Becoming a mother is one of the most beautiful moments of a woman’s life. It doesn’t matter if you gave birth, adopted or became a stepmother; whether it’s your first child or your fifth. It’s a time to be celebrated by all.
However, for black women, it seems that isn’t the case. Unlike our counterparts from other races, black women are often shamed for their pregnancies. Is there a rampant epidemic of single-parent homes in the black community? Yes, it is. But are black women solely at fault for that? No. (unless I am mistaken, the immaculate conception was a one time deal, and hasn’t happened in thousands of years).
Before I continue, let me say this (because I know it’s coming). All mothers face certain challenges. All mothers have issues when it comes to support. But that is not what this is about. This is about very specific problems that black mothers face and that frankly are caused by our own community. So if you going to “all moms matter” this post, please go ahead and exit.
For some reason, the burden of fatherless homes, the child support system, government benefits, gang violence, black poverty and so forth, all fall on the shoulders of black women. We are the ones at fault for everything wrong in our community. (Those darn “degree’s” that we obtained through higher education, I guess we should have worked on nation-building instead).
Being a mother is learning about strengths you didn’t know you had, and dealing with fears you didn’t know existed.-Nissan Panwar
For black women, especially those who have children prior to marriage; it seems as if certain elements of society want us to be relegated to a baby mama role. Even for married black women who choose to have large families, we are often stereotyped and it assumed that the children are by multiple men and that we must live off of the system.
It seems as if more and more, people have forgotten that black love and marriage does in fact exist.
Being Married Doesn’t Seem To Matter
While millions of fans from around the world congratulated Ciara and Russell Wilson on their pregnancy, there were those who, well let’s just say, felt the need to be unnecessarily negative. With comments such as:
“Ciara’s a hoe.”
“She’s pregnant already?”
If you are anything like me, you probably had to take a moment to process this.
My guess is the people who resorted to these types of comments, most likely were not exposed to nor ever witnessed, a woman going from single mother finding love and getting married; therefore in their eyes, this is something out of the realm of possibility.
Single mother to a married woman. It’s not a unicorn, nor a yeti. This concept actually exists and happens more often than not.
So why are we treated as if we have done something wrong once we find love? I wish I had the answer to this. Our community has a lot of work when it comes to respecting black women as whole, regardless of their marital status.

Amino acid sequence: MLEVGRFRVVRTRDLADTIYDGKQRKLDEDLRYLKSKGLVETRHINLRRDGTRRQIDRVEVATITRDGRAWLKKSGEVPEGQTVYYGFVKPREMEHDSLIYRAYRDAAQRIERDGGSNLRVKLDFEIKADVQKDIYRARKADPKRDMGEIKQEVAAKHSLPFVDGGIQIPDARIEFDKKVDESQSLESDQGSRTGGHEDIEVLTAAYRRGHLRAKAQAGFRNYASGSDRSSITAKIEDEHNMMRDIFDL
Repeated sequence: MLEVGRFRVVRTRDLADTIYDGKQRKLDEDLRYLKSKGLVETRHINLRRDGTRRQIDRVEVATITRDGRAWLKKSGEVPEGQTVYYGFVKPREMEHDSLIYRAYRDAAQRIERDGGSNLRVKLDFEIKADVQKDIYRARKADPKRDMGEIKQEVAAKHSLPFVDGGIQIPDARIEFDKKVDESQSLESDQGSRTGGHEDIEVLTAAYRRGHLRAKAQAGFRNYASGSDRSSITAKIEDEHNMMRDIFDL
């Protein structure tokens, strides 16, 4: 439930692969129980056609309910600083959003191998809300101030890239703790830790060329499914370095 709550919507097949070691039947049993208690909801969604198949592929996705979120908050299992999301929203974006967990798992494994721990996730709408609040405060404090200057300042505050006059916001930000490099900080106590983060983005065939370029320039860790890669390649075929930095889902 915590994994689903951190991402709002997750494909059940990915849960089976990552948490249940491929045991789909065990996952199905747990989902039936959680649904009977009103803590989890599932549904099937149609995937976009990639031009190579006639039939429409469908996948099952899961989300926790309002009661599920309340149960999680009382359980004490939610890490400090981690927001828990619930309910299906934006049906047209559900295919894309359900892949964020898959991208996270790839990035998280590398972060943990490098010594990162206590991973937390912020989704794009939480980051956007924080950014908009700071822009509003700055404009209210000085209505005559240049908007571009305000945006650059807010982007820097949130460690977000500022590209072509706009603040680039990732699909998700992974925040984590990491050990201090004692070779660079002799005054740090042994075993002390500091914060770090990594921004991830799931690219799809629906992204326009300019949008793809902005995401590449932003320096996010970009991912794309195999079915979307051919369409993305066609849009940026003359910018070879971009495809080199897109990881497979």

The Curiosity of Strangers
When speaking about black mothers being shamed, I would be remiss if I did not mention Beyonce. This is a woman, who has had her share of pregnancy ups and downs (being very open about her heartbreak after her miscarriage) while enduring a love/hate relationship with the media (and internet trolls). With the simple (yet simple), pregnancy announcement, accompanied by a series of photos released the next day, the internet went wild with criticism. Article after article talked about how classless and tasteless the photos were. For those who didn’t get it, I would like to say if you are going to write about how black culture, please take the time to understand it. Side note: saying that you were a history major in college doesn’t mean you understand it.
I would like to point out two pieces of criticism in particular. The first, written by Leandra Medine, in which she decided to chastise Beyonce for her announcement, saying that it was painful to women who are struggling to get pregnant or those who have suffered a loss themselves, and perhaps Beyonce should have remained more humble. Humble? The author is criticizing the way a celebrity decides to celebrate her pregnancy while publishing this on a blog, that as one commenter pointed out “promotes wildly expensive clothing that’s certainly out of the reach for most readers.” Medine, who apparently did not research prior to writing this, did not understand that Beyonce herself talked about her first pregnancy loss in 2011 in her documentary “Life Is But A Dream”. I wholeheartedly sympathize with any woman who has suffered pregnancy loss, however, two weeks ago, there was no uproar about Natalie Portman’s Vanity Fair photo spread, in which she decided to channel Demi Moore. Why? That is a question I will save for Medine and the next author.